A little over eight months ago, the Cardinals made the somewhat drastic, somewhat risky decision to move Shelby Miller and Tyrell Jenkins to obtain a potential franchise player in Jason Heyward. A month into the season, Heyward had yet to make an impact, and in the weeks and months following, all mentions of Heyward's stat lines were generally prefaced with "since April 23" or "since the beginning of May". Heading into August, we have moved past ignoring Heyward's first few weeks of the season. On the season, Heyward is hitting .289/.344/.439 with a wRC+ of 117, excelling with the bat, the glove, and on the bases. He currently sits at 3.2 WAR per FanGraphs and 3.8 per Baseball-Reference. He is well on his way to another five-win season, and I am now renewing my request that Cardinals sign Jason Heyward to a contract extension.
The chance to sign Heyward to an extension in-season might have already passed, or it is possible that an extension before free agency was never a very realistic possibility to begin with as one or both sides wanted to see what the market will bear for a valuable 25-year-old outfielder lacking in gaudy home run totals. In past seasons, the Cardinals have signed Jake Westbrook and Kyle Lohse to free agent deals as the summer wore on, but those deals were not near the magnitude of a potential Heyward extension.
In recent history, there have been very few major extensions during the second half of the season. Dustin Pedroia signed his 8-year, $110 million extension after the All-Star Break in 2013, but he still had two years left on his contract. The only player comparable to Heyward who signed an extension this close to free agency was a player who recently found himself in the news at the trade deadline. In 2012, Cole Hamels signed a six-year, $144 million contract extension with the Philadelphia Phillies just a few months prior to free agency. That deal was signed at the end of July, and we are a week or so past that point in the season, but given the amount of work needed near the trade deadline, coming to an agreement with the franchise's best current player to an enormous extension likely was not a viable option.
With the trade deadline past, if the Cardinals are going to reach an agreement with Heyward, the best time to do so would be right now. The closer the team gets to the end of the season, the more likely that both sides will want to see how the market will shape up this winter. As for that market, Heyward will not be the only corner outfielder on the market. Justin Upton, Yoenis Cespedes, and Alex Gordon will also hit free agency. Here are their numbers over the last four years from FanGraphs with 2015 fWAR as well.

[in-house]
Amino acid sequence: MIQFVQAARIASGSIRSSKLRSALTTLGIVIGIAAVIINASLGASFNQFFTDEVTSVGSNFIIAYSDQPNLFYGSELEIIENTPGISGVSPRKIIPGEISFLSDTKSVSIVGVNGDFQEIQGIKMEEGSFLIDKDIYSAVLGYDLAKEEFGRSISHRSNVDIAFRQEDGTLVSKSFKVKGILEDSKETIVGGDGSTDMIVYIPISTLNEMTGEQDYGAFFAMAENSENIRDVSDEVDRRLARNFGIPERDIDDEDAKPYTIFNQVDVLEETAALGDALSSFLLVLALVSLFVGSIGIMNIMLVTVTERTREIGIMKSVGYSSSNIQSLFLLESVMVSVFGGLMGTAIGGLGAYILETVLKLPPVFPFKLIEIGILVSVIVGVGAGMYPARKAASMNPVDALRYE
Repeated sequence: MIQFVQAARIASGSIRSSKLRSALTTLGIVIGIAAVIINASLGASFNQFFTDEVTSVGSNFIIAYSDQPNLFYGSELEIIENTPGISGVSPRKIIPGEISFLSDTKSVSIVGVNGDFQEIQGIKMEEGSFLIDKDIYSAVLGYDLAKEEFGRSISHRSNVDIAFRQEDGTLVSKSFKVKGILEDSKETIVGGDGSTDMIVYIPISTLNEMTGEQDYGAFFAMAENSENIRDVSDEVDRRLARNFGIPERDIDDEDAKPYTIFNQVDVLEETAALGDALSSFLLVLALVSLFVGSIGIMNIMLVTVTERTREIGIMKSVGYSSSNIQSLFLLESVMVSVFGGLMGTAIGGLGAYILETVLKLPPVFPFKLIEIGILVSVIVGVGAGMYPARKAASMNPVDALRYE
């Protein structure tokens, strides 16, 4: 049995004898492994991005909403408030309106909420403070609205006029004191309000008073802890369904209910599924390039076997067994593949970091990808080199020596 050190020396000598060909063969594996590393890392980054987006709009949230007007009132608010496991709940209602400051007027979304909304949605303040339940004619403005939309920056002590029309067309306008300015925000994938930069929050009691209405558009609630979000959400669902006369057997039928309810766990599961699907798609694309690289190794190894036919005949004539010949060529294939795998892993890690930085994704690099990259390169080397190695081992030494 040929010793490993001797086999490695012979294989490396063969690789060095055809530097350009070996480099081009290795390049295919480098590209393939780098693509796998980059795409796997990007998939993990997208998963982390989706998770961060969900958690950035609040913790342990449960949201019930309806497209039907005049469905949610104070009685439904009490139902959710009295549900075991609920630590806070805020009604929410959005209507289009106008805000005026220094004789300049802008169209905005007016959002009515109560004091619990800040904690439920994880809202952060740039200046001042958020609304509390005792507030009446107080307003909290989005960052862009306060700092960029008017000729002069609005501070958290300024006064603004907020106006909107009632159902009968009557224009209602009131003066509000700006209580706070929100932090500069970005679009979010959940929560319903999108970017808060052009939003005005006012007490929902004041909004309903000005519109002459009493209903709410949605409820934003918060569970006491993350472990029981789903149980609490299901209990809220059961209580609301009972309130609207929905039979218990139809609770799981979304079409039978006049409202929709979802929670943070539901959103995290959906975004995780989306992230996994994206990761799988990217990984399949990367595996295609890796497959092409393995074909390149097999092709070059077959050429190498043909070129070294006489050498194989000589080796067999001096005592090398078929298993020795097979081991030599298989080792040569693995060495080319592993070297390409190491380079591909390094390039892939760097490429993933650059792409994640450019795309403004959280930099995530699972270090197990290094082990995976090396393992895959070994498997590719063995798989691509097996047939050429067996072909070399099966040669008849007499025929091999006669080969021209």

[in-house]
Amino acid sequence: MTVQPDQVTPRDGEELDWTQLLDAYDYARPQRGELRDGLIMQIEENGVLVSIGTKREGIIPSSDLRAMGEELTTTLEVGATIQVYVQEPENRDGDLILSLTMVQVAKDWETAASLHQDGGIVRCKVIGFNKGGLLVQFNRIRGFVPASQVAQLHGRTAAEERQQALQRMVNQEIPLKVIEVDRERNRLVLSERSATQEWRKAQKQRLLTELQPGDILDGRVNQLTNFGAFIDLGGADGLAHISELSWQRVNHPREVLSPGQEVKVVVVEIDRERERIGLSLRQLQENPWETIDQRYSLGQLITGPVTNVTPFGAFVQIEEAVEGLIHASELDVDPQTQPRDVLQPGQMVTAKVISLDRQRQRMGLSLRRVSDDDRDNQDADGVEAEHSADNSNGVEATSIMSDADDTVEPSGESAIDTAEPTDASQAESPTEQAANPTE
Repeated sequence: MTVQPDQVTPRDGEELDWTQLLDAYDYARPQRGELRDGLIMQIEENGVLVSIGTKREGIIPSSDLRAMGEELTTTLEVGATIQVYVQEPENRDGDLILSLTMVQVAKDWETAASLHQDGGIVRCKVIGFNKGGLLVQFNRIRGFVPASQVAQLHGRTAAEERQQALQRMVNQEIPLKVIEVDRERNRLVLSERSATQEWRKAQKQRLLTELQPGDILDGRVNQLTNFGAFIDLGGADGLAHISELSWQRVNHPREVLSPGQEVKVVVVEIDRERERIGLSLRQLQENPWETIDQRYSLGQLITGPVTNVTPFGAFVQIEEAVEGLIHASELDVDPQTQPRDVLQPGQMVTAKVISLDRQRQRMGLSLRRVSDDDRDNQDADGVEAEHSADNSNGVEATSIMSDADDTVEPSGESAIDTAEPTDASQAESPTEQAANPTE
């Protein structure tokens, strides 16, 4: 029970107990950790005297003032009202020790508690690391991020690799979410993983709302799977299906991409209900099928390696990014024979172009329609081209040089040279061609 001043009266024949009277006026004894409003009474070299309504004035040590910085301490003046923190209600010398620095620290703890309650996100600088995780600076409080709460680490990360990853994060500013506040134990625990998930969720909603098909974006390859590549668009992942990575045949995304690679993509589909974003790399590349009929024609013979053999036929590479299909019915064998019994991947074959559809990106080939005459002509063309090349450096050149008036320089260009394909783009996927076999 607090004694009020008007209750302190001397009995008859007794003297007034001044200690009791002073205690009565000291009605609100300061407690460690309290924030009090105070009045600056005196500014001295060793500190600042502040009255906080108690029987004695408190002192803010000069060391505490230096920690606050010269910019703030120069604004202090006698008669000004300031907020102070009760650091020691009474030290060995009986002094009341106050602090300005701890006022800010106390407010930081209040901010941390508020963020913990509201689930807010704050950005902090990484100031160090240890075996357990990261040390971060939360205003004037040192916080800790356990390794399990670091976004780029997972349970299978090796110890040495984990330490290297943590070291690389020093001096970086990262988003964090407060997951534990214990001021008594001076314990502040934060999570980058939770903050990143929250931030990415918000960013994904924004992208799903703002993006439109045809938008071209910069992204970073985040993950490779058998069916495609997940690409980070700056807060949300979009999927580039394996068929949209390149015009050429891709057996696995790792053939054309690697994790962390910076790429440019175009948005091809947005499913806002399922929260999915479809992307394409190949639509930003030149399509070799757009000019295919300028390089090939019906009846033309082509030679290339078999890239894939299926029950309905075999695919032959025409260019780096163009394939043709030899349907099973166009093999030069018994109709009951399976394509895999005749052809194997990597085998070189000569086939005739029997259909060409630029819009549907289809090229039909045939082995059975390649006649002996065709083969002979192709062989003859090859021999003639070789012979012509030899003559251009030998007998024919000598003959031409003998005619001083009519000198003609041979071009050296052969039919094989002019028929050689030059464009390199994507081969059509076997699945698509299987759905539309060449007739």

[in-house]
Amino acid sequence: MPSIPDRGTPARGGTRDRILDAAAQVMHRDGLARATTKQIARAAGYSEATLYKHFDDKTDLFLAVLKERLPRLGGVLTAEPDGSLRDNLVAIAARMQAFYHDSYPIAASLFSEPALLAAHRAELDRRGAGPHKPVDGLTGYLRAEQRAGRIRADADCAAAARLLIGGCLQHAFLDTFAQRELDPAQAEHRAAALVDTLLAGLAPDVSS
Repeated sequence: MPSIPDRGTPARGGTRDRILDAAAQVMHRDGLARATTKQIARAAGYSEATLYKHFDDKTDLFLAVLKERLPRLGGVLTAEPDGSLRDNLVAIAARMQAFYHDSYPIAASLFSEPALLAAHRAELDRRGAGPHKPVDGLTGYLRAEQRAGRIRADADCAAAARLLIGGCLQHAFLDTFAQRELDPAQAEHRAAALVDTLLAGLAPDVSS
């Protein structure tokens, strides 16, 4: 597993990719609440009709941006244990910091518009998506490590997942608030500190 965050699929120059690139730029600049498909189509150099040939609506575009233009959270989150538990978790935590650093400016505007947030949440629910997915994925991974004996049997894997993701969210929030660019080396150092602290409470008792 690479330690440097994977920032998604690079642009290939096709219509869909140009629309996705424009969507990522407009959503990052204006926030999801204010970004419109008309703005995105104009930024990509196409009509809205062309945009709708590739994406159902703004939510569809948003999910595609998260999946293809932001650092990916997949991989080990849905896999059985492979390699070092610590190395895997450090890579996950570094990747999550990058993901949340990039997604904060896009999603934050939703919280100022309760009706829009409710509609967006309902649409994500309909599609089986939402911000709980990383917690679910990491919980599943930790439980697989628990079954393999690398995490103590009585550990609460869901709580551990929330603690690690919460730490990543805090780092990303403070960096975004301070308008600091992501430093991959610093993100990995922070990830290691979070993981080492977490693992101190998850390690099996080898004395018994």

We have four somewhat similar players. They are all fairly close in offense, but Gordon and Heyward separate themselves with excellent defense. Sometimes people ask how much we should believe in the defensive metrics when a decent amount of Heyward's value is tied to defense. Well, when UZR sees Heyward as great, when DRS see him as great, and when I see him as great...
I think it's safe to believe.
All of the players in the chart above are likely to get $100 million deals, but Heyward could get double that or more. Paying some fraction of Heyward's deal for another of these outfielders might appear to make a lot of sense, but Heyward's age is a huge differentiating factor. Heyward is just 25 years old. I discussed the importance of Heyward's age last winter after the trade:
All contracts have risks for the teams that give them out, but Heyward is rare because he entered the majors so young and most teams give players with established production like Heyward a new contract buying out the free agent years in their prime. There is the potential for the market to undervalue Heyward right now because he receives a lot of value from defense and teams almost never have the opportunity to pay for years 26-29.
In trying to come up with Heyward's worth previously, I estimated Heyward would be worth 4.5 wins above replacement during his Age-25 to Age-29 seasons. Since that time, Heyward has only reinforced that estimate by putting up another season in that range. Heyward and Giancarlo Stanton came to the majors within a few months of each other in 2010, and Heyward has been just as valuable as Stanton has been during their careers.
Career WAR Leaders for Active Players 25 and Under: Mike Trout-36 Giancarlo Stanton-25 Jason Heyward-25 Bryce Harper-17 Manny Machado-15— Craig Edwards (@craigjedwards) August 3, 2015
Baseball-Reference actually has Heyward about three wins better than Stanton during their careers. While Trout, Machado, and Harper still have a few years to generate more production, that list should provide a better understanding of Heyward's worth among those close to him in age. Heyward is a rare player, and he has the potential to be the Cardinals' best player for the next half-decade. As for the money, I said anything under $200 million last winter, and although Heyward's proximity to free agency might have increased that price, I maintain that anything resembling a $200 million contract would be a good deal for both player and team.
The Cardinals have acknowledged that payroll will increase over the next few years. The team drew more than 3.5 million fans last season and they are drawing just as well this season. The Cardinals' new television deal that kicks in after the 2017 season will add at least $20 million more in new money once the deal begins with the potential to earn significantly more. Like they did with Jhonny Peralta early in free agency, the Cardinals should not wait for the market to establish itself. If Heyward gets to free agency, the Cardinals gamble with an unknown market. The money is there now, Heyward is the right player to give it to, and if there is a deal to be had, both parties need to get together to get something done.
As for when they should announce it, Heyward turns 26 on Sunday. How does Sunday sound?